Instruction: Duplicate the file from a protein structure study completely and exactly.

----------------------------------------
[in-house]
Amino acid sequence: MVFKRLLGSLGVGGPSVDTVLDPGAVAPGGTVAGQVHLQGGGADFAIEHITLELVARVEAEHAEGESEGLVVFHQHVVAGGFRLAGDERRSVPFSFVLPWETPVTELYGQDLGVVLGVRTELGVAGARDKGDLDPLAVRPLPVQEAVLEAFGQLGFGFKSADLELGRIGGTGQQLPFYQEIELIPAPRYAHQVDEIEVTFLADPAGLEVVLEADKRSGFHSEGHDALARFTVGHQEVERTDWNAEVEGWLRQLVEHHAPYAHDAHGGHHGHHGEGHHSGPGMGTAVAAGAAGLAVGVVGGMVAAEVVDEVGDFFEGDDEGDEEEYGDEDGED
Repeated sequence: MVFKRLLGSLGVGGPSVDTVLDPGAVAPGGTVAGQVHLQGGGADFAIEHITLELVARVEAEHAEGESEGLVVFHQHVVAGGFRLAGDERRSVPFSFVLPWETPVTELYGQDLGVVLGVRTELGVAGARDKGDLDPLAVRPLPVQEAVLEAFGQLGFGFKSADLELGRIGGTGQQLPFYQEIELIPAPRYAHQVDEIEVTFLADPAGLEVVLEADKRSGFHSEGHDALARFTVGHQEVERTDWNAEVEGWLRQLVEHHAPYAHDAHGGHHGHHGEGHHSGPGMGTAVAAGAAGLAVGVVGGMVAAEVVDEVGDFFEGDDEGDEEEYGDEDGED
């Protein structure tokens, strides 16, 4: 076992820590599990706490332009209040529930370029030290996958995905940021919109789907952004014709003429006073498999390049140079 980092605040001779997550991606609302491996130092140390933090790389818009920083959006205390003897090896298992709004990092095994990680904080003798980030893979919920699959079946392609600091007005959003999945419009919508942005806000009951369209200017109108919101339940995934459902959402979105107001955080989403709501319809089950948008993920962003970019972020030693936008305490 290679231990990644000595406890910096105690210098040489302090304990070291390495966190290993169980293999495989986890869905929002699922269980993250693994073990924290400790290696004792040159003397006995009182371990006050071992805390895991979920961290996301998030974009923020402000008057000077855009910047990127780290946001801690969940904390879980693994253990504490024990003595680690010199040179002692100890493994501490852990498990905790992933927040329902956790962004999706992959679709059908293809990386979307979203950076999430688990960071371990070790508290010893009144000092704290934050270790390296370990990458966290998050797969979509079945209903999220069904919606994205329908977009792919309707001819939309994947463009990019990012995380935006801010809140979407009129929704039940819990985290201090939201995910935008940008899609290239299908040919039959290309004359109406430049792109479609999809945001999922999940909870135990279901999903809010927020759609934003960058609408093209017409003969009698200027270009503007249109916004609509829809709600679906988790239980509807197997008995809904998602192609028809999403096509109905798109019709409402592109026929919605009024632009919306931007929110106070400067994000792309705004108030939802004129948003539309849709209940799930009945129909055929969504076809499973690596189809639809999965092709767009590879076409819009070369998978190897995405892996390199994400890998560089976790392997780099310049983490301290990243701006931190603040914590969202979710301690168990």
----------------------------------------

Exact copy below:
[in-house]
Amino acid sequence: MVFKRLLGSLGVGGPSVDTVLDPGAVAPGGTVAGQVHLQGGGADFAIEHITLELVARVEAEHAEGESEGLVVFHQHVVAGGFRLAGDERRSVPFSFVLPWETPVTELYGQDLGVVLGVRTELGVAGARDKGDLDPLAVRPLPVQEAVLEAFGQLGFGFKSADLELGRIGGTGQQLPFYQEIELIPAPRYAHQVDEIEVTFLADPAGLEVVLEADKRSGFHSEGHDALARFTVGHQEVERTDWNAEVEGWLRQLVEHHAPYAHDAHGGHHGHHGEGHHSGPGMGTAVAAGAAGLAVGVVGGMVAAEVVDEVGDFFEGDDEGDEEEYGDEDGED
Repeated sequence: MVFKRLLGSLGVGGPSVDTVLDPGAVAPGGTVAGQVHLQGGGADFAIEHITLELVARVEAEHAEGESEGLVVFHQHVVAGGFRLAGDERRSVPFSFVLPWETPVTELYGQDLGVVLGVRTELGVAGARDKGDLDPLAVRPLPVQEAVLEAFGQLGFGFKSADLELGRIGGTGQQLPFYQEIELIPAPRYAHQVDEIEVTFLADPAGLEVVLEADKRSGFHSEGHDALARFTVGHQEVERTDWNAEVEGWLRQLVEHHAPYAHDAHGGHHGHHGEGHHSGPGMGTAVAAGAAGLAVGVVGGMVAAEVVDEVGDFFEGDDEGDEEEYGDEDGED
């Protein structure tokens, strides 16, 4: 076992820590599990706490332009209040529930370029030290996958995905940021919109789907952004014709003429006073498999390049140079 980092605040001779997550991606609302491996130092140390933090790389818009920083959006205390003897090896298992709004990092095994990680904080003798980030893979919920699959079946392609600091007005959003999945419009919508942005806000009951369209200017109108919101339940995934459902959402979105107001955080989403709501319809089950948008993920962003970019972020030693936008305490 290679231990990644000595406890910096105690210098040489302090304990070291390495966190290993169980293999495989986890869905929002699922269980993250693994073990924290400790290696004792040159003397006995009182371990006050071992805390895991979920961290996301998030974009923020402000008057000077855009910047990127780290946001801690969940904390879980693994253990504490024990003595680690010199040179002692100890493994501490852990498990905790992933927040329902956790962004999706992959679709059908293809990386979307979203950076999430688990960071371990070790508290010893009144000092704290934050270790390296370990990458966290998050797969979509079945209903999220069904919606994205329908977009792919309707001819939309994947463009990019990012995380935006801010809140979407009129929704039940819990985290201090939201995910935008940008899609290239299908040919039959290309004359109406430049792109479609999809945001999922999940909870135990279901999903809010927020759609934003960058609408093209017409003969009698200027270009503007249109916004609509829809709600679906988790239980509807197997008995809904998602192609028809999403096509109905798109019709409402592109026929919605009024632009919306931007929110106070400067994000792309705004108030939802004129948003539309849709209940799930009945129909055929969504076809499973690596189809639809999965092709767009590879076409819009070369998978190897995405892996390199994400890998560089976790392997780099310049983490301290990243701006931190603040914590969202979710301690168990």